I’ll be the first to admit that I have too much crap. It started very young; I would find some person or idea that I really admired and figure out how to acquire the things I needed to turn me into those people. In seventh grade, I wanted to be the Cool Girl In A Band, so I asked for an electric guitar for Christmas when I had neither musical talent nor a band to join. I gave up after about six months of guitar lessons and zero improvement, and haven’t touched the thing since.
Chasing after idealizations of the type of person we want to be is something that’s all too familiar for most of us — a topic Chelsea recently explored — and in my adult life, it manifests the most in two areas of spending: clothes and home decor. I’ve had to come to terms with the fact that there are certain styles (more often than not “trendy” ones, so this wide-leg pant movement is a godsend) that I lust after that I simply can’t wear. But in the past, that has not stopped me from buying things like a relatively shapeless fast fashion dress or a fuzzy, blue, cropped sweater that, though it looked 90s and chic on the model, just made me look like the cookie monster. (Perhaps a followup to Lauren’s rad closet purge post is in order…)
The things I end up buying and not using are things I mostly just enjoy looking at in the first place. So I loved reading J. Money’s pick this week about an artist who paints images of clothing rather than purchasing them. She still gets value out of the things she impulsively wants to spend money on, but she doesn’t actually buy them; by painting its likeness, she can still find joy from a sweater, but she avoids the financial, mental, and social consequences of making the purchase.
I’m not much of a painter, but there’s definitely a way to implement this idea into my own life. I get a lot of joy out of surrounding myself with colors and do make the occasional collage. For some reason, I am on the CB2 catalog mailing list, and routinely find myself lusting after $2,000 emerald green velvet sofas. It’s an easy enough temptation to avoid, because beyond not being able to afford such an item, I have roommates and a small NYC apartment with no space for it. Using this artist’s method, I could make a collage with its image in it and be happy seeing it and the beautiful green color in my apartment — without spending any money on it.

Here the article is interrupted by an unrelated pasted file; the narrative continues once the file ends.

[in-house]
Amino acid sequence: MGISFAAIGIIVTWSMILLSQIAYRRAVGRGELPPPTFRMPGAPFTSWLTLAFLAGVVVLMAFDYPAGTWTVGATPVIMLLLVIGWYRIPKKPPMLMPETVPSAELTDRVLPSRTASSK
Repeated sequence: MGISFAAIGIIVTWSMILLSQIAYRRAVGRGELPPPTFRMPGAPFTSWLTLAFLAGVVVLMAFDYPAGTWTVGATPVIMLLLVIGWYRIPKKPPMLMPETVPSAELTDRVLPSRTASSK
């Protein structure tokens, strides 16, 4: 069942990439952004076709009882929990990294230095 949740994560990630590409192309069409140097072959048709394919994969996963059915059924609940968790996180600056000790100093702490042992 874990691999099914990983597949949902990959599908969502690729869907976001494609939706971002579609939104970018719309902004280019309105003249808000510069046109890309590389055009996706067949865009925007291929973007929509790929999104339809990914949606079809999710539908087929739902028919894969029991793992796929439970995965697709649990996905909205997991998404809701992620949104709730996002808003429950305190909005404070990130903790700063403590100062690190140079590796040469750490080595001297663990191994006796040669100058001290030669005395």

Do you have any tricks or fun, weird rituals that keep you from spending money? If so, I definitely want to hear about them! Check out the rest of J. Money’s picks this week below.
1. My 5-Second Money-Saving Trick – Yes and Yes
“This money saving trick is possibly head-smacklingly obvious BUT I’M GOING TO TELL YOU ANYWAY. One person’s ‘obvious’ is another person’s ‘you’re blowing my mind!’”
2. The Most Addictive Thing In The World – Retire 29
“When asked what income would one need to feel rich, those making $40,000 would need $80,000. Those making $10 Million would need $20 Million. It’s called the Doubling Up Theory, and it works no matter your financial station in life.”
3. What I Learned From Tracking My Spending For A Year – Half Banked
“I had Mint turned on for years, but never once did it make me adjust my spending, question a purchase, increase my savings rate, or do a single thing to better my finances. It was the functional equivalent of doing nothing at all, plus some data.”
4. Take A Picture, It’ll Last Longer – Mr. Crazy Kicks
“Rather than wasting away in my garage, the bike will have a chance to make great new memories all over again.”
5. Are You Taking The False First Step? – Break The Twitch
“I didn’t realize it at the time, but I was trying to become a better version of myself without doing any real work. I thought I was taking action when all I was really doing was taking out my credit card.”
6. A Fun Way To Stop Buying Things – Yes Magazine
“Instead of buying the items she coveted, this artist made paintings of them. Here’s what she learned after a year of not shopping.”
7. How Much Passive Income A Dollar Saved Will Buy You Later – My Money Design
“For doing nothing more than saving our money and allowing a significant amount of time to pass, we’ve created a steady and reliable stream of money that will continue to pay us for the rest of our lives!”
Image via Pexels